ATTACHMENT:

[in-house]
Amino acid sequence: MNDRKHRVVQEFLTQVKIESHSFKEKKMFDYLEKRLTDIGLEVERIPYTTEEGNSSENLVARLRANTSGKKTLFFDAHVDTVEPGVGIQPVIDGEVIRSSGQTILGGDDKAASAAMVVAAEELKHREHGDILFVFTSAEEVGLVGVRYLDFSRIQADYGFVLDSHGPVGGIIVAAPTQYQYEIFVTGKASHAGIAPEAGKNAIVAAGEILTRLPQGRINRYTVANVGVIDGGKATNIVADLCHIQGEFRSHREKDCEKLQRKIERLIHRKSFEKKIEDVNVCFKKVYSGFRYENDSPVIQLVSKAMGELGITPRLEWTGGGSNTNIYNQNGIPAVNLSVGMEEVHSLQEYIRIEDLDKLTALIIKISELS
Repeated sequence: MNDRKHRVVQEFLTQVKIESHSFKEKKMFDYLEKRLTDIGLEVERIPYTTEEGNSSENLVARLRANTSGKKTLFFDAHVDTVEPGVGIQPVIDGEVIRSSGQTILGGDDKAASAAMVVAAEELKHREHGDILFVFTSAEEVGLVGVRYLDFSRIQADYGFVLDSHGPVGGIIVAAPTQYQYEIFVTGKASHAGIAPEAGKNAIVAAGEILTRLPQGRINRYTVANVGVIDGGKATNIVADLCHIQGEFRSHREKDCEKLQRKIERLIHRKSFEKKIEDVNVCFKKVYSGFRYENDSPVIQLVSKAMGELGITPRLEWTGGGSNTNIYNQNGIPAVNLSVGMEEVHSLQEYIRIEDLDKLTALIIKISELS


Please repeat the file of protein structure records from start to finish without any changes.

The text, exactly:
[in-house]
Amino acid sequence: MNDRKHRVVQEFLTQVKIESHSFKEKKMFDYLEKRLTDIGLEVERIPYTTEEGNSSENLVARLRANTSGKKTLFFDAHVDTVEPGVGIQPVIDGEVIRSSGQTILGGDDKAASAAMVVAAEELKHREHGDILFVFTSAEEVGLVGVRYLDFSRIQADYGFVLDSHGPVGGIIVAAPTQYQYEIFVTGKASHAGIAPEAGKNAIVAAGEILTRLPQGRINRYTVANVGVIDGGKATNIVADLCHIQGEFRSHREKDCEKLQRKIERLIHRKSFEKKIEDVNVCFKKVYSGFRYENDSPVIQLVSKAMGELGITPRLEWTGGGSNTNIYNQNGIPAVNLSVGMEEVHSLQEYIRIEDLDKLTALIIKISELS
Repeated sequence: MNDRKHRVVQEFLTQVKIESHSFKEKKMFDYLEKRLTDIGLEVERIPYTTEEGNSSENLVARLRANTSGKKTLFFDAHVDTVEPGVGIQPVIDGEVIRSSGQTILGGDDKAASAAMVVAAEELKHREHGDILFVFTSAEEVGLVGVRYLDFSRIQADYGFVLDSHGPVGGIIVAAPTQYQYEIFVTGKASHAGIAPEAGKNAIVAAGEILTRLPQGRINRYTVANVGVIDGGKATNIVADLCHIQGEFRSHREKDCEKLQRKIERLIHRKSFEKKIEDVNVCFKKVYSGFRYENDSPVIQLVSKAMGELGITPRLEWTGGGSNTNIYNQNGIPAVNLSVGMEEVHSLQEYIRIEDLDKLTALIIKISELS